Investigators believe the child was delivered without medical assistance, which is why his umbilical cord was attached.
A Fort Bragg spokesperson said a resident of the home, where the child was left, and a neighbor heard a baby crying before discovering the infant.
The residents are soldiers and do not want to be identified. It is not clear how long the baby was on the doorstep.
Once doctors determine if the baby is in good health, they will turn him over to Cumberland County Child Protective Services. The agency will then find foster care for the baby.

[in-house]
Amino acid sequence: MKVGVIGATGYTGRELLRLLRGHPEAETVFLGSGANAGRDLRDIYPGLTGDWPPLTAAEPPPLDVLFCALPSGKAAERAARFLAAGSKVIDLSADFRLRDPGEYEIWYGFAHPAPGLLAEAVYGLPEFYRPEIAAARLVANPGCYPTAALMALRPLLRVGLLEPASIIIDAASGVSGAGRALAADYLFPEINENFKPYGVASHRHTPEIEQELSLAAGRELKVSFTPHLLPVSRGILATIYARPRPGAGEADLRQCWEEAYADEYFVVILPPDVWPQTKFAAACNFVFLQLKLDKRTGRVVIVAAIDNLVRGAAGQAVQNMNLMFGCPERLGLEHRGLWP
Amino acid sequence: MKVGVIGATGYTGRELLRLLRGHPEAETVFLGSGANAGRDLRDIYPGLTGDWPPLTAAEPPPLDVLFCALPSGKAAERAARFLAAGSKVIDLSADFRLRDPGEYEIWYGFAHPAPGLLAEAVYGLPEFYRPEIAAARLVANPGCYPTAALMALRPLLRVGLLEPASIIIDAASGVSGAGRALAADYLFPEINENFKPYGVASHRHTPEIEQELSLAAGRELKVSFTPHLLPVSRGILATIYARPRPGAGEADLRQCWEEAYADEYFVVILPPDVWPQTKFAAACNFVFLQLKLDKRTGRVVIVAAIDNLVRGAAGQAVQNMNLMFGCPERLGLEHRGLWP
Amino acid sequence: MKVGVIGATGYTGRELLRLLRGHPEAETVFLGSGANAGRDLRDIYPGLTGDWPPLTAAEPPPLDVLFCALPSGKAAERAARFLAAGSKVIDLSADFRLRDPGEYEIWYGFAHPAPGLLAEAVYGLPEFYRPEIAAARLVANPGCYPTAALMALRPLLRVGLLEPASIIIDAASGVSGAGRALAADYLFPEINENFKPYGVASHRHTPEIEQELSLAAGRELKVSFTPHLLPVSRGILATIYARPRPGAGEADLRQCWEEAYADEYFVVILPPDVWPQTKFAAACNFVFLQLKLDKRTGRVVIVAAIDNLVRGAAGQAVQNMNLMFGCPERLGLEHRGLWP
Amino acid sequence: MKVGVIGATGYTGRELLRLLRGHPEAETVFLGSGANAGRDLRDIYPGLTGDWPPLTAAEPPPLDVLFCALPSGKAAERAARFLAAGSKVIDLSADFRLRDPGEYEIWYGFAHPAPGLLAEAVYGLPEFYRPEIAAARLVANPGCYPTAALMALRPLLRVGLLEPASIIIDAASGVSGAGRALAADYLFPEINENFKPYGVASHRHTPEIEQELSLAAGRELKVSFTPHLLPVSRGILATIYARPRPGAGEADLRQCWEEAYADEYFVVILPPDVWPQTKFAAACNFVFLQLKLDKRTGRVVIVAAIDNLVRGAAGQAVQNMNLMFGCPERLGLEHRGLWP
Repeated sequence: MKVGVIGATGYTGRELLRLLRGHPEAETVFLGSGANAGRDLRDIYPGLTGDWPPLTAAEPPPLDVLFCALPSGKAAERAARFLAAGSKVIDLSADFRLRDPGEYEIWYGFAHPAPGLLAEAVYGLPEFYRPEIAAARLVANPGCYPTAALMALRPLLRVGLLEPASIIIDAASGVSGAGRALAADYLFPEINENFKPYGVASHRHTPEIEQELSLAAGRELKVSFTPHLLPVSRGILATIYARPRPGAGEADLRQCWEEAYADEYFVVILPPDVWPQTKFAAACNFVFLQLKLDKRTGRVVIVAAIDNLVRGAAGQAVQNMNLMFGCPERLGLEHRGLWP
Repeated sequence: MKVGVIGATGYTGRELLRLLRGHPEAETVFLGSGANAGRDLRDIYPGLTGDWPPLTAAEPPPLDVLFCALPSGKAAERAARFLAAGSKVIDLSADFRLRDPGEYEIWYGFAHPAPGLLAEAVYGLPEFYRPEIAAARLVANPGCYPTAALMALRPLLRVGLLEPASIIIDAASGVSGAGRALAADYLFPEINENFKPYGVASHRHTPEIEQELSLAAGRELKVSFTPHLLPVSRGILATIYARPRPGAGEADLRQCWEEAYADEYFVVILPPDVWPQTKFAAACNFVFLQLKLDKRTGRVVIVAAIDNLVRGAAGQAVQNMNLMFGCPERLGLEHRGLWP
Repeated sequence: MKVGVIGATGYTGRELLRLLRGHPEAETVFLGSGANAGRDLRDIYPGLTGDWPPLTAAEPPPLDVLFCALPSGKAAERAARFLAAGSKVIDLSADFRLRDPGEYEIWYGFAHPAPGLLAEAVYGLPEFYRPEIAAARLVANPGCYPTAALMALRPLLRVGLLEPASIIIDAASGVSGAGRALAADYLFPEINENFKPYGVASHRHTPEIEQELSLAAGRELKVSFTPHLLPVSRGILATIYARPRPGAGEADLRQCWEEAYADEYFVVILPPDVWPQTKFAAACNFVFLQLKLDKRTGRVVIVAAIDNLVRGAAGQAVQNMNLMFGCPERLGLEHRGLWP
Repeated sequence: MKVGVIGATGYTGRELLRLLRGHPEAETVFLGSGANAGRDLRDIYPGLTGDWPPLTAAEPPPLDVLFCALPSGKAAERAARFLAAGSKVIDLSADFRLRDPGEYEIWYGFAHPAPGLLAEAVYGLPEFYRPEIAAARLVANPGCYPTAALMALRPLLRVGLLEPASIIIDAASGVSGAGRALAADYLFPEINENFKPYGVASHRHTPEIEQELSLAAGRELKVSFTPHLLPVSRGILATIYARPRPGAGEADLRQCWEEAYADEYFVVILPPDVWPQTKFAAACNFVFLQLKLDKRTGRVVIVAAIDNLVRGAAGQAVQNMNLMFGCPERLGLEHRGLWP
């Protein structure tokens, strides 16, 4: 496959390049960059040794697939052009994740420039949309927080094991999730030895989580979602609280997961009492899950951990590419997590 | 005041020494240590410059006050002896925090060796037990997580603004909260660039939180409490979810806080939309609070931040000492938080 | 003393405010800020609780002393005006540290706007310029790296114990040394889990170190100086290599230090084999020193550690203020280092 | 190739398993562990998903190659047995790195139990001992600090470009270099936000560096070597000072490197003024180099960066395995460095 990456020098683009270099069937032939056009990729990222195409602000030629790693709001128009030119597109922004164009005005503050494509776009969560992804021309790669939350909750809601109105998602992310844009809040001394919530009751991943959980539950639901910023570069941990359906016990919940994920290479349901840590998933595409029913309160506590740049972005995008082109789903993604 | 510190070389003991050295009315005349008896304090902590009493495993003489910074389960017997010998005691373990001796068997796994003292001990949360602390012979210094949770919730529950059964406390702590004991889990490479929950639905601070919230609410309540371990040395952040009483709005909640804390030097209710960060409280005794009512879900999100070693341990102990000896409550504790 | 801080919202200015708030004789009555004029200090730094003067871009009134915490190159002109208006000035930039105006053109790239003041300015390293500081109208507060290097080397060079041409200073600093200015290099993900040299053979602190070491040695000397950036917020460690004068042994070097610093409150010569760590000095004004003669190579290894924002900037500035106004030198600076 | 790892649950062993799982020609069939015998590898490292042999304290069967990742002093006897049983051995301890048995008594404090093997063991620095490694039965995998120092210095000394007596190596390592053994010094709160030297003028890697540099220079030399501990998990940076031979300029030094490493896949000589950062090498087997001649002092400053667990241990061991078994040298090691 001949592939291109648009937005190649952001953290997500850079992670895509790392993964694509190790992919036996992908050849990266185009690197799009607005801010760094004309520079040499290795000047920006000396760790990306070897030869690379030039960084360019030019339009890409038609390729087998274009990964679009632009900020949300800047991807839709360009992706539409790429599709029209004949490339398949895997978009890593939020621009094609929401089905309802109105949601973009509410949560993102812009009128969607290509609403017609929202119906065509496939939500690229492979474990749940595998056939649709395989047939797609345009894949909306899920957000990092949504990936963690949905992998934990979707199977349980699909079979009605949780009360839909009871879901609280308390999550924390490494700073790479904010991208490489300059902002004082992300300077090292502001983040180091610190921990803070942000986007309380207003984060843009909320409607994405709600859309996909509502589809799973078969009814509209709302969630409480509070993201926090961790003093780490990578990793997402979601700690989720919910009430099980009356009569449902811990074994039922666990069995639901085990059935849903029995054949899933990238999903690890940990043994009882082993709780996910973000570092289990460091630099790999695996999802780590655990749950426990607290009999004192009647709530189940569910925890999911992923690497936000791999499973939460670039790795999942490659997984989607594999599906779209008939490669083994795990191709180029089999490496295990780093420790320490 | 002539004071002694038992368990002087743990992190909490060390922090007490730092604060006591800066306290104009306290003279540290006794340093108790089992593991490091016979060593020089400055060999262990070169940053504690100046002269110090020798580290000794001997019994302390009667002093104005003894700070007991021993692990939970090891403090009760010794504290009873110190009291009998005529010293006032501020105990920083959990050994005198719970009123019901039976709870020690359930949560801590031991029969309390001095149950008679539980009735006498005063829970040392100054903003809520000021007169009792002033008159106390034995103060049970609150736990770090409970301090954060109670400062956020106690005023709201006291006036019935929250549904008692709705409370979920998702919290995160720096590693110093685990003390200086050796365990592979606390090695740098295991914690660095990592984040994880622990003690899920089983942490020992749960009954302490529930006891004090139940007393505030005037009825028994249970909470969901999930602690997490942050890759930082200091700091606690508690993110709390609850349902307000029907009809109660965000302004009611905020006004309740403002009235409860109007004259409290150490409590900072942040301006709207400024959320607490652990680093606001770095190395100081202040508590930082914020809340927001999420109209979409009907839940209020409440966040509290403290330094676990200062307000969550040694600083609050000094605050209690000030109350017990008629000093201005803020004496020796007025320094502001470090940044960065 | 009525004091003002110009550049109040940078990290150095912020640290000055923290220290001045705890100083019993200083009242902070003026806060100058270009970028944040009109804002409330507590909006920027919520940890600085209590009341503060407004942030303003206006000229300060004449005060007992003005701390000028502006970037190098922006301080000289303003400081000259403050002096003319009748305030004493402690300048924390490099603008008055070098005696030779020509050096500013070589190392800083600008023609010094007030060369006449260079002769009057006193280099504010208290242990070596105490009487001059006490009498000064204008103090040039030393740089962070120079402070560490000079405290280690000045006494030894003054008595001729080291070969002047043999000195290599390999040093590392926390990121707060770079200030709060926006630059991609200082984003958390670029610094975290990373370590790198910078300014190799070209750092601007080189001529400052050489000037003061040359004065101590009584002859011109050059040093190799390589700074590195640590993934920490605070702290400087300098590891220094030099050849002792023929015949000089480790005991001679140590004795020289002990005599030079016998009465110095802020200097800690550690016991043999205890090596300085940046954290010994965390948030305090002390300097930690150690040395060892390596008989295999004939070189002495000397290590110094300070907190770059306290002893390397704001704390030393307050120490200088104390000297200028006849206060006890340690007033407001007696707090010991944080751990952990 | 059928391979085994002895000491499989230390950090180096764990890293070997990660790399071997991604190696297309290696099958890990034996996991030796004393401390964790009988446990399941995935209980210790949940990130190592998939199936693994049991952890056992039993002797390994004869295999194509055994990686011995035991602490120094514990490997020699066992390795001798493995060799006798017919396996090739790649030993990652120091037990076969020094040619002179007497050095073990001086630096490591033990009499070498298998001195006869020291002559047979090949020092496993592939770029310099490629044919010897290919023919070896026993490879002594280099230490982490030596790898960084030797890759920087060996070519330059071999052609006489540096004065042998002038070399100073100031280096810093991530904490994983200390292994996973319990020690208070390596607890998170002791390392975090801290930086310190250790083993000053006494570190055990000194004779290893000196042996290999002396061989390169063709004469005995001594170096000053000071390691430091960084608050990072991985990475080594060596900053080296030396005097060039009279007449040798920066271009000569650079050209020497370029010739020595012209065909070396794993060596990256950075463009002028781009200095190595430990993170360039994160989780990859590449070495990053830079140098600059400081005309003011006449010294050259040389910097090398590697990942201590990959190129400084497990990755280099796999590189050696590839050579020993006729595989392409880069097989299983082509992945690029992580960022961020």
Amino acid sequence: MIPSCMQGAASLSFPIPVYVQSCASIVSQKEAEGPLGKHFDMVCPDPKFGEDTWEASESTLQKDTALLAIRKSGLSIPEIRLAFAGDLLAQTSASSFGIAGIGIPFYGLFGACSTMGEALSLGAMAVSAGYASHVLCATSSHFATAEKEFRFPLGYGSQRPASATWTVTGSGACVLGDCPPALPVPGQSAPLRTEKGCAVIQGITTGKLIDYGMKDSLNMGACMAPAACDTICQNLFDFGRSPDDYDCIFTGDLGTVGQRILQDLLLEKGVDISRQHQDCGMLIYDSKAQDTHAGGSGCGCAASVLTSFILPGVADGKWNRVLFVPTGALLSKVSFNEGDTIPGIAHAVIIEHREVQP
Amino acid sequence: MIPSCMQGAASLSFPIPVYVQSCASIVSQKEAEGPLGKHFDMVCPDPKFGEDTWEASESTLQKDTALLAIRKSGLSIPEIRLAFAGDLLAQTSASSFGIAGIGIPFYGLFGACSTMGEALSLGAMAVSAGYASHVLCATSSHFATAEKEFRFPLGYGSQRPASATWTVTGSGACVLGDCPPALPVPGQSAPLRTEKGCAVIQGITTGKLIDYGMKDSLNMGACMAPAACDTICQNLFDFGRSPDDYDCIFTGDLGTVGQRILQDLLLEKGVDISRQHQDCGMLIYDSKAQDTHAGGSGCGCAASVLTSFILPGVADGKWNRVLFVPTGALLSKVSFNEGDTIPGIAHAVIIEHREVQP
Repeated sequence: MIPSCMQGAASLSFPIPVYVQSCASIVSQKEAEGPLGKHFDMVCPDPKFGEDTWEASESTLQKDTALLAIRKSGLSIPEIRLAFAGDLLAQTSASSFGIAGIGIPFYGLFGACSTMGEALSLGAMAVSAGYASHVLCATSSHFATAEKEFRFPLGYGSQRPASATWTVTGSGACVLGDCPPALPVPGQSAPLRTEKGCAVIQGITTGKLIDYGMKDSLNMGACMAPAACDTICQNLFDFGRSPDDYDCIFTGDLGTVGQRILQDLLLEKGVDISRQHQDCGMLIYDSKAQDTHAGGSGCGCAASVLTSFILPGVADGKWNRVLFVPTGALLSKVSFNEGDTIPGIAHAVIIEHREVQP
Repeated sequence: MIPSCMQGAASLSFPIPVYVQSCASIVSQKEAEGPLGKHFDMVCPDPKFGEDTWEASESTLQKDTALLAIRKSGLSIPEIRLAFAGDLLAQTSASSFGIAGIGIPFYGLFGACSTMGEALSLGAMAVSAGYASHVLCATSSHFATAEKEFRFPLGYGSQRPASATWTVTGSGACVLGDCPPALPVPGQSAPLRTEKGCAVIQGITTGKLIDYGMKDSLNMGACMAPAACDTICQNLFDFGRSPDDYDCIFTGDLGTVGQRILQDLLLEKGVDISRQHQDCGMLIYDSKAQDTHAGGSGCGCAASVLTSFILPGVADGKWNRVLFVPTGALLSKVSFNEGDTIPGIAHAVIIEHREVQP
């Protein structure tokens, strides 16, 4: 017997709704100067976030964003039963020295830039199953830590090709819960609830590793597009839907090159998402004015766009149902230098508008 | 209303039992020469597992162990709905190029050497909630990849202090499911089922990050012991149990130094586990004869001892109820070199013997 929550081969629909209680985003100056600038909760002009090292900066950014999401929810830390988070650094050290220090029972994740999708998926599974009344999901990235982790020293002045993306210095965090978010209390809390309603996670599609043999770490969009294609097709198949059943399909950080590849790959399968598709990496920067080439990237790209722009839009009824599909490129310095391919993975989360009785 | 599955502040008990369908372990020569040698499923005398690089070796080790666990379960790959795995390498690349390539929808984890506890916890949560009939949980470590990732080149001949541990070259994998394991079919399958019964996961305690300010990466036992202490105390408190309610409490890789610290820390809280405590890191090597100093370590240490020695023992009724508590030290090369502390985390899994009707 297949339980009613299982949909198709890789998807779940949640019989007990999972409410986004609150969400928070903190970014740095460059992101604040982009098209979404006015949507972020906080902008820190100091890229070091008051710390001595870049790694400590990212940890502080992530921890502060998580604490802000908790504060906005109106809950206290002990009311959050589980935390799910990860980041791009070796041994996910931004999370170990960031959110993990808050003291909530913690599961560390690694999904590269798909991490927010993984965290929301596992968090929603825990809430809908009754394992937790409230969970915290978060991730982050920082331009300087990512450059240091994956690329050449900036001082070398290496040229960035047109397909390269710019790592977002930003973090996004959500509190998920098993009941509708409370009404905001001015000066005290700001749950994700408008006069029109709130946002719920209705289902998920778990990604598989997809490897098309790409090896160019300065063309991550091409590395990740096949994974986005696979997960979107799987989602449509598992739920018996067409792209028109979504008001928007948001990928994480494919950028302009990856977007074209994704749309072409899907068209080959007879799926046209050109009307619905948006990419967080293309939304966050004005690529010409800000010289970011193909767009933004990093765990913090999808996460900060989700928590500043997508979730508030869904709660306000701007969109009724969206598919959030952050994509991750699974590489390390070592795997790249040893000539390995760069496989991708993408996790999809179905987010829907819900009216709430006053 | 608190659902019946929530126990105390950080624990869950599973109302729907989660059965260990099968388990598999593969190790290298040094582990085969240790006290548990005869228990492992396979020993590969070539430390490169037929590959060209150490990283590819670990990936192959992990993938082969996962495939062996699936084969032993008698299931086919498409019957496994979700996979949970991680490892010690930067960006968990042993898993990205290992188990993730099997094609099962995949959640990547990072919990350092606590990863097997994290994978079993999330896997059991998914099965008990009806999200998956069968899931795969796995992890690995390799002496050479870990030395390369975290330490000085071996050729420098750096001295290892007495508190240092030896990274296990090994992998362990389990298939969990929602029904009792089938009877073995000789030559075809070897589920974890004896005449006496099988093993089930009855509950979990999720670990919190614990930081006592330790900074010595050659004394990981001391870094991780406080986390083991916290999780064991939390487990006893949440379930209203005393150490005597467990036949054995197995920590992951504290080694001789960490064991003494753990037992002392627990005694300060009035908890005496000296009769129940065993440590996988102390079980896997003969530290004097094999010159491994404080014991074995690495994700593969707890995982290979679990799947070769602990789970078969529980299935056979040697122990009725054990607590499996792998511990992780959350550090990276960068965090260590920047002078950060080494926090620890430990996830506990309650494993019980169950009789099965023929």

The baby was last seen with a woman in her early 20s who has dirty blonde hair.
Authorities say the mother would have been protected under NC's safe haven law if she had left the baby at a fire station a short distance away.
However, authorities say she may face charges of child abuse or abandonment because she didn't leave the infant with an adult.
Under North Carolina's Safe Surrender Law, an overwhelmed parent can surrender a baby anonymously to a responsible adult and walk away.
In order to surrender a child legally, it must be unharmed.
The purpose of the law is to prevent babies from being killed or left unsafely to die.
For more information about the law, click here.
Anyone with information on the identity of the mother should call Fort Bragg's military police at (910) 907-4817.